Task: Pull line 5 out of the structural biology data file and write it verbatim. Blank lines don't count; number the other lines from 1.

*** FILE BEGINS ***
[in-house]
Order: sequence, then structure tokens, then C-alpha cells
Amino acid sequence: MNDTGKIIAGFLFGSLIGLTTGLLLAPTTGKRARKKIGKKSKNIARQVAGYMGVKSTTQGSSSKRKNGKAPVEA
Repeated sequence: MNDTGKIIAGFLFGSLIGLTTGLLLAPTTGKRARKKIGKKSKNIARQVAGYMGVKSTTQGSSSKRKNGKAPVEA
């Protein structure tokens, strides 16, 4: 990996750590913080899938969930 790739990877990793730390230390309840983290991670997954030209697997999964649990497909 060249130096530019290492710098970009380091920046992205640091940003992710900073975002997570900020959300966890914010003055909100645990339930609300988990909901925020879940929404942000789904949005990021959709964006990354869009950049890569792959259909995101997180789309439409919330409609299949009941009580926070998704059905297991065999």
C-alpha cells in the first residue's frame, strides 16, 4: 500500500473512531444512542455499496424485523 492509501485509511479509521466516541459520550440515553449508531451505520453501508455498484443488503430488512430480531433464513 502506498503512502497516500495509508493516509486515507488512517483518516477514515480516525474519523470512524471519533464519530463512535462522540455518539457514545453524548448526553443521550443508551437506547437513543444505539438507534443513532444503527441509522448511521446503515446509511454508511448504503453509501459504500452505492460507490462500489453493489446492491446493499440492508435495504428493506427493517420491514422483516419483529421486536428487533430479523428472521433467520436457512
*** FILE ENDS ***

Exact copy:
């Protein structure tokens, strides 16, 4: 990996750590913080899938969930 790739990877990793730390230390309840983290991670997954030209697997999964649990497909 060249130096530019290492710098970009380091920046992205640091940003992710900073975002997570900020959300966890914010003055909100645990339930609300988990909901925020879940929404942000789904949005990021959709964006990354869009950049890569792959259909995101997180789309439409919330409609299949009941009580926070998704059905297991065999």